oh thanks, I'm not sure I am as inconspicuous as i always think. It's only when going through the bursts that i can see they've noticed when in the moment through the lcd i can't tell. I suppose it's stupid to think people wouldn't notice but early i did so much just shots while walking and so many shoppers are in their own world. It's those sat down who watch.
I started doing the street shots in july 2013 and it's only this year really i've been comfortable accepting what I'm doing because i just assume people will feel i'm snatching something of them. There's something anti social about being the one in the street doing something different than everyone else, there's always that intense feeling of then being watched. I just imagine someone yelling; 'look at what that guy is doing! That's wrong that is!' I wear trainers and can run fast but still, people don't know your intent, to transform the ordinary into something beautiful. Or that i have to try to get lucky based on people passing by, or try to see how the light works, i'm taking shots to learn.
I often see something, stop, think; i want that, pause and consider, how aggressive does the person look, i can't move on because i'll regret it afterwards. That was exactly like for the man behind the smashed window i just put up. I think he was a worker having a rest and he barely registred it. Now I'm at the point where i want the eye contact because it's something new but you don't know what day people have been having so it's hard. I was waiting for some chicken in a food place a few weeks ago when a worker in the back did a thousand yard stare and drunk a can and i thought it was a shot but didn't have the guts to get my camera out. He's working, I'm the customer taking something of that personal toil, that's how i see it. For as many shots as I take there are so many other photographers who don't seem to have that anxiety at all, who will take photos inside shops. I usually try to be invisible and take a lot, it's not just one shot and I'm done.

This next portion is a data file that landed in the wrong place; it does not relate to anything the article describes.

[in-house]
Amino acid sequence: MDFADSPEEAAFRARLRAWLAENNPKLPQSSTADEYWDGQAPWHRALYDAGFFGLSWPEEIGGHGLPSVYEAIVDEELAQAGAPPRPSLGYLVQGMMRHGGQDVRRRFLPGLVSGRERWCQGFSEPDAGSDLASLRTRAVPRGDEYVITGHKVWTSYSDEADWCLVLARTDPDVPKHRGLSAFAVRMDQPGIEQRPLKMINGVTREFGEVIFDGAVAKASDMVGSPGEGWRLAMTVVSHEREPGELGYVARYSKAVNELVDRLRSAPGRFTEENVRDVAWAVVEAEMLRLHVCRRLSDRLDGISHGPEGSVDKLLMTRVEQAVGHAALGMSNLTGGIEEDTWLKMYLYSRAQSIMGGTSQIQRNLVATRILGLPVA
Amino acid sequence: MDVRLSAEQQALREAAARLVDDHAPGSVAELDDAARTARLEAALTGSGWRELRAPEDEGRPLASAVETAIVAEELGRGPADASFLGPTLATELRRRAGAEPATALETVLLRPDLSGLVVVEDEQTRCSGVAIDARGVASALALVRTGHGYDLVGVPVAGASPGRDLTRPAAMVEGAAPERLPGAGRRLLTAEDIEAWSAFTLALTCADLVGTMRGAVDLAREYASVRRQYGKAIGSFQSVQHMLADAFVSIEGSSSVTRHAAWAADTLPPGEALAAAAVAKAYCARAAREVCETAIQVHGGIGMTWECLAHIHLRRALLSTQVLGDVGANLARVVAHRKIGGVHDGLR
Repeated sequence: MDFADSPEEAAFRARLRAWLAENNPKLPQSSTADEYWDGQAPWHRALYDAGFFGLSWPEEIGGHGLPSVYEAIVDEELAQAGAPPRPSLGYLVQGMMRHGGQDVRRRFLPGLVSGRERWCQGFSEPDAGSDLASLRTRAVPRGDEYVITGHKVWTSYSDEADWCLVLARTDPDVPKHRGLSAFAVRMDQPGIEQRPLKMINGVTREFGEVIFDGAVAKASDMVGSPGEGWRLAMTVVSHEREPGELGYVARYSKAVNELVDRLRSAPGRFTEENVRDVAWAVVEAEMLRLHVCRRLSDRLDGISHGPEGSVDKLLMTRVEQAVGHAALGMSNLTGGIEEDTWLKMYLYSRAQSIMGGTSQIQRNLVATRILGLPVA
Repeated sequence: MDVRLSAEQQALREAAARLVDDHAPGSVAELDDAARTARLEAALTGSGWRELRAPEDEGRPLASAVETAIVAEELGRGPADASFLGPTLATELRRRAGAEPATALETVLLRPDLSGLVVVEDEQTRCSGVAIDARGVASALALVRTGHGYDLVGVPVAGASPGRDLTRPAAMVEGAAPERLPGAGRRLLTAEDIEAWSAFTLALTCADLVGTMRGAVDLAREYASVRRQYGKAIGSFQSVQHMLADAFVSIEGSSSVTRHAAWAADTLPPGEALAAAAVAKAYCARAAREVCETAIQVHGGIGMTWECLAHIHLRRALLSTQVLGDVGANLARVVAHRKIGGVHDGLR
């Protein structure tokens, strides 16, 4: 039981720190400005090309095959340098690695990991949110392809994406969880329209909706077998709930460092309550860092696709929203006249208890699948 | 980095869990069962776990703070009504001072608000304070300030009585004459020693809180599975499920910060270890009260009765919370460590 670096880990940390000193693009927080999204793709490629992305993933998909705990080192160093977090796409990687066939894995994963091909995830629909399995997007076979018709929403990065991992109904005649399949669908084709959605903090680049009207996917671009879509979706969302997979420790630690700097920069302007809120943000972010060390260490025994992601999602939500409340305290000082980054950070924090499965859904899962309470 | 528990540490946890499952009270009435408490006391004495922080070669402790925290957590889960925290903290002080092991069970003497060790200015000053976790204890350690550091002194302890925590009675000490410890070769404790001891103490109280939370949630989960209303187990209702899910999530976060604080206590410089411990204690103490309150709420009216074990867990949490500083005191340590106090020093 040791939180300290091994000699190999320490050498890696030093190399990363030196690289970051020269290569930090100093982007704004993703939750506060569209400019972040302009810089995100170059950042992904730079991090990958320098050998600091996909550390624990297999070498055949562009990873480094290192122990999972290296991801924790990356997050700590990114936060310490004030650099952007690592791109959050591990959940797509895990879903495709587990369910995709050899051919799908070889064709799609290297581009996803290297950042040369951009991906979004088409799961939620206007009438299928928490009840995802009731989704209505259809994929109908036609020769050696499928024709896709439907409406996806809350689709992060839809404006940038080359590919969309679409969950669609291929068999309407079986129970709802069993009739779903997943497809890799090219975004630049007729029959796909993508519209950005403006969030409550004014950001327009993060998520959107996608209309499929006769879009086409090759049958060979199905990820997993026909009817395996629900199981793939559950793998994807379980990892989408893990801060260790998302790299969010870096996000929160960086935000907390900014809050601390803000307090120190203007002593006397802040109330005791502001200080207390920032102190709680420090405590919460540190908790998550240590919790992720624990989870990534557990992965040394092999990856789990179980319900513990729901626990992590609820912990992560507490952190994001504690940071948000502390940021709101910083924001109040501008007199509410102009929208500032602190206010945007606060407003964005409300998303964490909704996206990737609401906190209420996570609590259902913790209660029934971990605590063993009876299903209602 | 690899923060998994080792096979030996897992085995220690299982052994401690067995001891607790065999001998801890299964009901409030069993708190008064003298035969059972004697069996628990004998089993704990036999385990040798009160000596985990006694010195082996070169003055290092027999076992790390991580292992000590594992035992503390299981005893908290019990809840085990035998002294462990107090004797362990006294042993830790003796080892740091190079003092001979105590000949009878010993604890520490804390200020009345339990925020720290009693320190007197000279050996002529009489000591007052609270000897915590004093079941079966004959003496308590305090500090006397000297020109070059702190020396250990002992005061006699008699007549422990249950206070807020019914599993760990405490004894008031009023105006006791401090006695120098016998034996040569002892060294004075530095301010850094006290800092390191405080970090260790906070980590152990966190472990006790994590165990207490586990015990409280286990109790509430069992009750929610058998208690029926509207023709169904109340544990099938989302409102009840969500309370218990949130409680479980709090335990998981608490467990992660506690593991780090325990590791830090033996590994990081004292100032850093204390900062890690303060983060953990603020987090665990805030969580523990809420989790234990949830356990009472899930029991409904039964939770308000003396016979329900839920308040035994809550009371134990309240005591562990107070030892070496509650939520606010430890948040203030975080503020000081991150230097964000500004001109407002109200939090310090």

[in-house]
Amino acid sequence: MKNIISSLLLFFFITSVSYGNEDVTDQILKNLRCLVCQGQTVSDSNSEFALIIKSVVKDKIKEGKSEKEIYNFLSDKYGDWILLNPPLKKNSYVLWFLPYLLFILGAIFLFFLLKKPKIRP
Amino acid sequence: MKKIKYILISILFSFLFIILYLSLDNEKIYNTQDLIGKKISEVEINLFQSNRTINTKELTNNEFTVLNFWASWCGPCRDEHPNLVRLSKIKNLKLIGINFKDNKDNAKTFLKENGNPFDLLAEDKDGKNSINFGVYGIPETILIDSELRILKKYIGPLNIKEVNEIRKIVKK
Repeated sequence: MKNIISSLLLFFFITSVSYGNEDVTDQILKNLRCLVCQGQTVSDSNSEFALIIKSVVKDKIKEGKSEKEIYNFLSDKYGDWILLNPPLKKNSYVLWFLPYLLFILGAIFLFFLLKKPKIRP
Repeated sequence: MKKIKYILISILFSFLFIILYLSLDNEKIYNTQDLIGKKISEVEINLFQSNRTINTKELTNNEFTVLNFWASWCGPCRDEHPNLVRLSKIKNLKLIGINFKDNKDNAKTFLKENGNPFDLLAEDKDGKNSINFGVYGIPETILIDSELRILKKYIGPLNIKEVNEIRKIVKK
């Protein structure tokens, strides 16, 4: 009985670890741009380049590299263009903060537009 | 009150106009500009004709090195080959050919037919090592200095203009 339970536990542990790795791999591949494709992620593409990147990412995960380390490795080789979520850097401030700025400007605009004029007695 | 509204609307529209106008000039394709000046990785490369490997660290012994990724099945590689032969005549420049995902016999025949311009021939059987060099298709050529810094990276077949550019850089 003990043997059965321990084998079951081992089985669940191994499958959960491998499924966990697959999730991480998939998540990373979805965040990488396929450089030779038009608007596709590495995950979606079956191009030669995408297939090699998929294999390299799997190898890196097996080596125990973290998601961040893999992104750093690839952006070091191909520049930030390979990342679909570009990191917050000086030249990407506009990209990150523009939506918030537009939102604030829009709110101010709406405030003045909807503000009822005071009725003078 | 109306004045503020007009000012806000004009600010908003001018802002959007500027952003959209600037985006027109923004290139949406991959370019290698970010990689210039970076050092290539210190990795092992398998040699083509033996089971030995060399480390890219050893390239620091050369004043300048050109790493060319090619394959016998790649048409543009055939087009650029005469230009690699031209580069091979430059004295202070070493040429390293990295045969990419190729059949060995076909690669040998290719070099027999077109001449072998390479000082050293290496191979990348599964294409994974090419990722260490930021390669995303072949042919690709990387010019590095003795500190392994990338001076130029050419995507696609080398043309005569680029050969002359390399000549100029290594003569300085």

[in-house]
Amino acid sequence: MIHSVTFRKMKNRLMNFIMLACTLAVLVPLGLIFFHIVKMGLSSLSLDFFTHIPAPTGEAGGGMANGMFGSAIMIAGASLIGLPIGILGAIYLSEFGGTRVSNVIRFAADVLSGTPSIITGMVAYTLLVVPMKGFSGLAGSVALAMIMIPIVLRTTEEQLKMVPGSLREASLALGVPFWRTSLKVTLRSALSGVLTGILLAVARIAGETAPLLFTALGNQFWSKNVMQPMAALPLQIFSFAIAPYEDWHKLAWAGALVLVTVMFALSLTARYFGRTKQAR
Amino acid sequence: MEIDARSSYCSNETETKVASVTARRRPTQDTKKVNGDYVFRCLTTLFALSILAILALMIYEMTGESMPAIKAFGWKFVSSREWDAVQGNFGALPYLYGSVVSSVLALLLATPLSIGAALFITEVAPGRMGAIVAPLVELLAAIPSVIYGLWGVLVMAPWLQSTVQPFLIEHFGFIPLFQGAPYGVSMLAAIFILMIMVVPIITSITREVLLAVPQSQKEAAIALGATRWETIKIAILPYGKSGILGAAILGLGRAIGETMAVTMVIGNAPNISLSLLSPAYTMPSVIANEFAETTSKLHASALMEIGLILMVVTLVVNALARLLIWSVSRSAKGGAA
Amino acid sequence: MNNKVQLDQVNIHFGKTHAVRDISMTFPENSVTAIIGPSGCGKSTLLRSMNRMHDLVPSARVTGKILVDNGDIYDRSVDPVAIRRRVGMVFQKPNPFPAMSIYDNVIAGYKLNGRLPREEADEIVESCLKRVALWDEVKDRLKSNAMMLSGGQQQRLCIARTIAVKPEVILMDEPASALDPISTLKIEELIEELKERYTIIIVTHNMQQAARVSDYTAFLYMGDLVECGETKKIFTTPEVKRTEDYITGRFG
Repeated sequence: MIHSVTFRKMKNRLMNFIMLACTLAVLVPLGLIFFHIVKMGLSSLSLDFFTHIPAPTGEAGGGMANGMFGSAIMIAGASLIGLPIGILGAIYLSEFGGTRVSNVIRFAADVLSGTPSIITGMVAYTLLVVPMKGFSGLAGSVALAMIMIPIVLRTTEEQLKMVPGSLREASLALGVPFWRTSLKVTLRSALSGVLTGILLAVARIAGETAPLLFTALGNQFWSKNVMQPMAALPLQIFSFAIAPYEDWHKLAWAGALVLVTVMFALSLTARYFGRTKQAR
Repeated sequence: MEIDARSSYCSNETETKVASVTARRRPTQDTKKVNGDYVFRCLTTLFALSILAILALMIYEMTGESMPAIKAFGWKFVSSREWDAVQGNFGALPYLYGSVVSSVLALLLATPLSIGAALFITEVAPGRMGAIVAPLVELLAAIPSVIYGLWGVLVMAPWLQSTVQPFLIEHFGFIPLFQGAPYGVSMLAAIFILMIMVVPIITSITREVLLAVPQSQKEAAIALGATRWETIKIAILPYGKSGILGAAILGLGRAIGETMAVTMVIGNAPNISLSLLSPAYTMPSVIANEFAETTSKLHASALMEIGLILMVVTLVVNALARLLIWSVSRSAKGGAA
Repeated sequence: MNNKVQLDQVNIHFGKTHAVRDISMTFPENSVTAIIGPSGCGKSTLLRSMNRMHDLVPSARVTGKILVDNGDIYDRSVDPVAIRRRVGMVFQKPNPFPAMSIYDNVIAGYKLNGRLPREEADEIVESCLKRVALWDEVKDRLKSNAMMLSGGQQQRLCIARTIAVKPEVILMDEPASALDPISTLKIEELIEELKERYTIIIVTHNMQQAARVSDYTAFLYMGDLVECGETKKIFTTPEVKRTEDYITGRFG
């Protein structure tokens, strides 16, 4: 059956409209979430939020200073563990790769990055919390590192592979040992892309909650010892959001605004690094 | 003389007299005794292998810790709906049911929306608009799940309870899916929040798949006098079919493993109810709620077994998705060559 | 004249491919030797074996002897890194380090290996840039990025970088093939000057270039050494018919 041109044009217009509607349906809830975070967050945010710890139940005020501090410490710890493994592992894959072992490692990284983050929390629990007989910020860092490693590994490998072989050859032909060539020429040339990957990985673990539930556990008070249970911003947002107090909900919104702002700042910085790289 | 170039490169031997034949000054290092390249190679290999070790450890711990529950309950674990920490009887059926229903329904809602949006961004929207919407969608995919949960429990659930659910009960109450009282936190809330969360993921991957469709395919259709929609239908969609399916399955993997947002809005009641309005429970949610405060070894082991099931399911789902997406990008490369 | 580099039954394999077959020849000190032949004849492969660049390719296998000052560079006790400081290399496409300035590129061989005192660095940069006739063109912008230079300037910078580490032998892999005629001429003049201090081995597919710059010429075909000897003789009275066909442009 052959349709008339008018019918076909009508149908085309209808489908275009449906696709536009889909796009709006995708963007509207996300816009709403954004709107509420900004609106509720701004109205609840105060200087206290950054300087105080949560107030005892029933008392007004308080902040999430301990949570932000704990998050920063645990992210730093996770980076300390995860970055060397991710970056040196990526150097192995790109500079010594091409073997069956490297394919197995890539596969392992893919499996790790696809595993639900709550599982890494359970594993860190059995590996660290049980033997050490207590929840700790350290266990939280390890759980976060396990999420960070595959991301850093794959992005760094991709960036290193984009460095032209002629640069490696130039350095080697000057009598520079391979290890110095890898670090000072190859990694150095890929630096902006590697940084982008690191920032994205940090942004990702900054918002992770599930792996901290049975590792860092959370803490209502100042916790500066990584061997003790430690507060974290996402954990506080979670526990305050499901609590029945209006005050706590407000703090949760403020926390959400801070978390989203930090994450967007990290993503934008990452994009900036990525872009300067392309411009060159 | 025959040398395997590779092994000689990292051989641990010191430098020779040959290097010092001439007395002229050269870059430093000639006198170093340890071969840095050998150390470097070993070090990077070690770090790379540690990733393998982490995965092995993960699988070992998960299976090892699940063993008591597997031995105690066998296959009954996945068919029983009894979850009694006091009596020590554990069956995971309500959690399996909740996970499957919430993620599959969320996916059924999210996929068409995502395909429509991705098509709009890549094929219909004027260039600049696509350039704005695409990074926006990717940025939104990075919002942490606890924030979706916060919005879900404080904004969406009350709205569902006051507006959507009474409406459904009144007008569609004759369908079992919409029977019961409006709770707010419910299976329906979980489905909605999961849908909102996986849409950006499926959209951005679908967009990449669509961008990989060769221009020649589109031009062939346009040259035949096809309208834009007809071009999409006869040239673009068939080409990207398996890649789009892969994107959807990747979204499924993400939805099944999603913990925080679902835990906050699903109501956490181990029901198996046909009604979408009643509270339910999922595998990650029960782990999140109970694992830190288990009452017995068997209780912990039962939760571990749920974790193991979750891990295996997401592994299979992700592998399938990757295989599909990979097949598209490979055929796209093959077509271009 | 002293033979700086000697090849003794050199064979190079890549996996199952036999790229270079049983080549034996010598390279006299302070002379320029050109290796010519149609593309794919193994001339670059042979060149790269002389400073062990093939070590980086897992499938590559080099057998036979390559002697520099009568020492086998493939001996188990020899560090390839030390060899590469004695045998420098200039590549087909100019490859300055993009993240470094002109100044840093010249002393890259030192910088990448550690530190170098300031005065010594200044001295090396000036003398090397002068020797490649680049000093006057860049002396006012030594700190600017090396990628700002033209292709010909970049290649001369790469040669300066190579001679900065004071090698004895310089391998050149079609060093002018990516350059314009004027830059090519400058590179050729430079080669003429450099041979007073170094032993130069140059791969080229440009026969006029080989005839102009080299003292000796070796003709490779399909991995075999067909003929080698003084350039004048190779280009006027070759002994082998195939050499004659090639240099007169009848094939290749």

I think most people don't care, too tired to care, or they're flattered, bemused; this is a photo? They can turn around if they want. One lad in Shibuya did that, the one time. A few older people have looked outraged, or genuinely like i'm taking advantage of their worn way, just a look of disdain they've got some young moron treating them like an object while they're just trying to walk down the street or take a break.
I printed out some cards with photos and my deviantart and flickr links just to legitimize what I'm doing in case I'm challenged, that's put me more at ease and then wearing a mask i've felt more hidden.
The last photo day in Leicester a person sat to my right a yard away asked if I was filming or taking photos. I was taking shots of the old woman i just put up, '76gi', and i always view through the lcd screen looking down so i feel far away and detached from reality, when really I'm a few yards away. I use a bridge camera, fz300 at the moment. Any closer and i don't think the candid is possible, I do still want people within city structures. Anyway he asked and as he did i realised how alien it was, two people sat to my right. I'm pulled out of the moment of looking at the lcd, trying every zoom and angle. As he asked someone else said; 'you can't do that can you?', and he said; 'you can do whatever you want'. I moved away at that point.
tldr i use a bridge camera.
Wow, thanks for the comprehensive reply! I use a fuji now which has a fixed lcd so it's pretty much impossible to look inconspicious taking pictures, lol.
Might have to wait until I can fly to Japan again; I feel like Tokyo is ideal for street photography; people are very reserved so you're less likely to get into a confrontation, and places like Shibuya, Shinjuku and Akihabara are so packed that you barely get noticed, and even if you are, they'll probably just think you're taking a photo of someone else.
Might also try saving for a bridge camera but either way, street photography still requires a lot of nerve... and I'm the most anxious and introverted person I know. I might try drinking before a session.
P.S. Can't stress how captivating your photos are, I've liked so many that it feels like I'm just spamming you. Also you inspired me to get out my camera after years of not taking pictures, though I took only about two street photos before I chickened out. I'll wait for the bridge camera.